Long Lankin

( 10 )

Overview

In an exquisitely chilling debut novel, four children unravel the mystery of a family curse ? and a ghostly creature known in folklore as Long Lankin.

When Cora and her younger sister, Mimi, are sent to stay with their elderly aunt in the isolated village of Byers Guerdon, they receive a less-than-warm welcome. Auntie Ida is eccentric and rigid, and the girls are desperate to go back to London. But what they don?t know is that their aunt?s life was devastated the last time two ...

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Long Lankin

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Overview

In an exquisitely chilling debut novel, four children unravel the mystery of a family curse — and a ghostly creature known in folklore as Long Lankin.

When Cora and her younger sister, Mimi, are sent to stay with their elderly aunt in the isolated village of Byers Guerdon, they receive a less-than-warm welcome. Auntie Ida is eccentric and rigid, and the girls are desperate to go back to London. But what they don’t know is that their aunt’s life was devastated the last time two young sisters were at Guerdon Hall, and she is determined to protect her nieces from an evil that has lain hidden for years. Along with Roger and Peter, two village boys, Cora must uncover the horrifying truth that has held Bryers Guerdon in its dark grip for centuries — before it’s too late for little Mimi. Riveting and intensely atmospheric, this stunning debut will hold readers in its spell long after the last page is turned.

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Editorial Reviews

From the Publisher
This atmospheric, pulse-pounding debut makes the most of its rural, post–World War II setting, a time and place where folklore uneasily informs reality. Barraclough controls her narrative with authority, shifting voices and tenses to provide both perspective and the occasional welcome respite from tension. . .A good, old-fashioned literary horror tale for sophisticated readers.
—Kirkus Reviews (starred review)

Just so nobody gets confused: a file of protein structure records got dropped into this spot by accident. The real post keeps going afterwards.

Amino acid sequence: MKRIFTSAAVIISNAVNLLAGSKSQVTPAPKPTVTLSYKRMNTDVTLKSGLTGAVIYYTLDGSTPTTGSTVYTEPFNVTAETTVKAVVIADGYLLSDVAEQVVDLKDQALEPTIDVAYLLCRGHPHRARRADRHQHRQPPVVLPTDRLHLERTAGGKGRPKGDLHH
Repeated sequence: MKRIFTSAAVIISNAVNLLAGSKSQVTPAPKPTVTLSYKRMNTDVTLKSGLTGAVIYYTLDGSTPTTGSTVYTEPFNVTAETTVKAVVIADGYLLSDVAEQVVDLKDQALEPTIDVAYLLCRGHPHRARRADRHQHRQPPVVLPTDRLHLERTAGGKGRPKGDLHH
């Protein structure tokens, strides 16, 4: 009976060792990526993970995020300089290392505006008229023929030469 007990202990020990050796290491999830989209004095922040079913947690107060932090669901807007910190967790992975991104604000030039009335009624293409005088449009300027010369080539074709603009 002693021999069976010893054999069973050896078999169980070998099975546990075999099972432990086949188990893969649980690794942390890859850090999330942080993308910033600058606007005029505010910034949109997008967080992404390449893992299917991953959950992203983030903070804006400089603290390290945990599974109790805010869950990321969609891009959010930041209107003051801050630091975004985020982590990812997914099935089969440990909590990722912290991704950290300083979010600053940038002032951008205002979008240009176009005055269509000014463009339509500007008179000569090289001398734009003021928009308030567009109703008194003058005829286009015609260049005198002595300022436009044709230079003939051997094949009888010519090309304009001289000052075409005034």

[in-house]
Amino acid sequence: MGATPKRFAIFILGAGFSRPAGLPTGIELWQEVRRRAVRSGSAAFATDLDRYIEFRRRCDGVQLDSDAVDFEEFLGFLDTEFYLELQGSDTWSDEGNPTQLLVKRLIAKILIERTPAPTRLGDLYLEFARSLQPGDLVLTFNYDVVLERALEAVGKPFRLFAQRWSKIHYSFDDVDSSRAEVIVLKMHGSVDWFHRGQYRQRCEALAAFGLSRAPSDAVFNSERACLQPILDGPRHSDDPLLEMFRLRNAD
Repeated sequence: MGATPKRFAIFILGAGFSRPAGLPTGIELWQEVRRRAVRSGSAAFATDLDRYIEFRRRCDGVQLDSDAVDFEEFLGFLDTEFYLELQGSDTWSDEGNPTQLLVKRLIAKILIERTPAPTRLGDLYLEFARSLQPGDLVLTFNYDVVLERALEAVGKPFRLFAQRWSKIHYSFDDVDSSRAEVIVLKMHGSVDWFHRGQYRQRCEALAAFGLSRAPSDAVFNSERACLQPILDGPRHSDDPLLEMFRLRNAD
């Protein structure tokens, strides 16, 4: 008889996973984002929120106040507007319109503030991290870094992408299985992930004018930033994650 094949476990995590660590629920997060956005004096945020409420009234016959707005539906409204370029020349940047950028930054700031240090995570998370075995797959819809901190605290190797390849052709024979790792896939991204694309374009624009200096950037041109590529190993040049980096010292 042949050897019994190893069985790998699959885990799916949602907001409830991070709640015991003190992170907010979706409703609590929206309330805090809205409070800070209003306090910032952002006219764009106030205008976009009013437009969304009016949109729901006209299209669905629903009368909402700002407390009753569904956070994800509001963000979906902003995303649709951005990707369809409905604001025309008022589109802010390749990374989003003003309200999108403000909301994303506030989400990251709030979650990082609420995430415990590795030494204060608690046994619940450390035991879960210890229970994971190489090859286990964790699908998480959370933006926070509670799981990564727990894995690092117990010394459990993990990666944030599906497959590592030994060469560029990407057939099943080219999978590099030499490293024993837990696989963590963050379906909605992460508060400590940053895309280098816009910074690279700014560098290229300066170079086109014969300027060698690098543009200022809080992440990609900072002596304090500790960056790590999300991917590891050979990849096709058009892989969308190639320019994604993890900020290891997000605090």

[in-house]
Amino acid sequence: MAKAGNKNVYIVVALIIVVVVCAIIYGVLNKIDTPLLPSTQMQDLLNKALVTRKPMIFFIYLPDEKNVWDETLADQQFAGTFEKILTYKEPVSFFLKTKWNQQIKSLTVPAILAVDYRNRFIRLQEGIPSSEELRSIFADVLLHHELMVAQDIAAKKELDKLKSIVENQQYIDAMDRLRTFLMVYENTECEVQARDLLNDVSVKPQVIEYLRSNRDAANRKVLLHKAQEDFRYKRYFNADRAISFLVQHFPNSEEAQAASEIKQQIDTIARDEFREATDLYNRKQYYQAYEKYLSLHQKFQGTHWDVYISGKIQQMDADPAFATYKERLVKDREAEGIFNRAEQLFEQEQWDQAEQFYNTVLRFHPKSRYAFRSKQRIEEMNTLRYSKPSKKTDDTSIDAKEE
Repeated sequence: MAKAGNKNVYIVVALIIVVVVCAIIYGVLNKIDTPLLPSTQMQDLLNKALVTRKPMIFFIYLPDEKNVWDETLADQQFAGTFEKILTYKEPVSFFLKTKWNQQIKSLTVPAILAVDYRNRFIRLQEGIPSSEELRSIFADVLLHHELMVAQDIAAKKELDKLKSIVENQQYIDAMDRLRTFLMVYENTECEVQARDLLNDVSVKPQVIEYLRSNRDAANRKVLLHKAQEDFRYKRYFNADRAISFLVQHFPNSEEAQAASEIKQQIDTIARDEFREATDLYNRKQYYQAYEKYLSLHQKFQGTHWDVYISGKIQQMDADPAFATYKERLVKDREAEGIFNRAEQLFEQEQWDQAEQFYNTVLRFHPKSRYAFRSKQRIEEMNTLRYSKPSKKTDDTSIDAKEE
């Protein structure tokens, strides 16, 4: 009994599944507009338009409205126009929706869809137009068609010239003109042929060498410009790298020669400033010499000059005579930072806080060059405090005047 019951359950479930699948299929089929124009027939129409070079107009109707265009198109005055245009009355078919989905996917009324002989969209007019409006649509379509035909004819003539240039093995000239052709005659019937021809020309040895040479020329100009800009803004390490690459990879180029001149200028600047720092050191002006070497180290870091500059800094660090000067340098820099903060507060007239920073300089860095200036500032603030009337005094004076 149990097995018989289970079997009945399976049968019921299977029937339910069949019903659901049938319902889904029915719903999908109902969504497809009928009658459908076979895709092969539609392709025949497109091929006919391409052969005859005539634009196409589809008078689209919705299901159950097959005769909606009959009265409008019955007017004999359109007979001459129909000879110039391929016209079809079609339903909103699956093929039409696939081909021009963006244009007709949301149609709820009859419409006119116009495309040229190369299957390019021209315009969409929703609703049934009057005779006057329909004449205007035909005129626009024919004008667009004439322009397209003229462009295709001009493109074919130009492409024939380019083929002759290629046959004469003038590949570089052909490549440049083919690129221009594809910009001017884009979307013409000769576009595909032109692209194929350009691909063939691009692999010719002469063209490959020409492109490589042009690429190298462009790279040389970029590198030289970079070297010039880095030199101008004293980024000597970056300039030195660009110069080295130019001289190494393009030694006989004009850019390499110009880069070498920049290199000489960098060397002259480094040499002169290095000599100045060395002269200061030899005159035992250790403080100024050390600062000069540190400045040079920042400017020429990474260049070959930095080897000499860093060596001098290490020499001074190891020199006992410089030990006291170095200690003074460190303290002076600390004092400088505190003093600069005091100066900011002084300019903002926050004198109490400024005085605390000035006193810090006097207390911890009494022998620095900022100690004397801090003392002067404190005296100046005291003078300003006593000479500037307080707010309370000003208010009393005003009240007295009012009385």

This debut horror story set in Britain during the late 1940s starts slowly but weaves a chilling spell that will immerse readers in this world and hold them through to the breathless conclusion. . . .A spine-tingling selection.
—School Library Journal

Publishers Weekly
Something's wrong with Cora and Mimi's mother, so their father sends them to live with their Aunt Ida, and she is none too happy when they arrive. Guerdon Hall, the sisters' temporary home, is immense, dark, and terrifying, both to them and to Aunt Ida. First published in the U.K., Barraclough's debut, which is based on a centuries-old British ballad, is a ghost story through and through, chock-full of mysterious apparitions, strange voices, cryptic warnings, and townsfolk who chorus beware, all of which frighten Cora and her new friend, a local boy named Roger, and compel them to uncover the mystery hovering over Guerdon Hall. Told in alternating first-person narratives belonging to Cora, Roger, and Aunt Ida, Barraclough's prose is often poetic; while beautiful, it also makes this strange story dense and initially difficult to access. Readers will likely get a sense of where the story is headed early on, but uncovering the complicated, sad history of Ida's life and the ways in which Cora and Mimi have become tangled in its legacy will compel them to its finish. Ages 12–up. (July)
Children's Literature - Jody Little
When Cora and her little sister, Mimi, arrive at their Aunt's Ida's home in the remote village of Bryers Guerdon, they have no idea what frightening mysteries await them. Aunt Ida is strangely nervous about the girls being in her home, and she contacts their father to pick them up immediately. Cora finds a creepy picture on the wall and she hears a voice chanting a song. When the girls befriend some neighbors, Roger and Pete, they begin to explore the nearby church and graveyard, even though they have been forbidden to be there. As more dark and eerie things begin to happen, Cora and Roger realize that Aunt Ida is hiding secrets from them, secrets of past happenings in the village. They set out to find answers about the ghost-like children in the graveyard, the sign that reads "Cave Bestiam" and the cursed spirit known as Long Lankin, who is said to straddle the plane between the living and dead, feasting on small children. The story's climax is frightening and disturbing as multiple characters come together to free Bryers Guerdon from the evil Long Lankin. Inspired by a haunting folk tale about murder, and written in multiple points of view, this novel is dark and complex. Some readers may struggle to understand the back story and interwoven pasts of the characters. Reviewer: Jody Little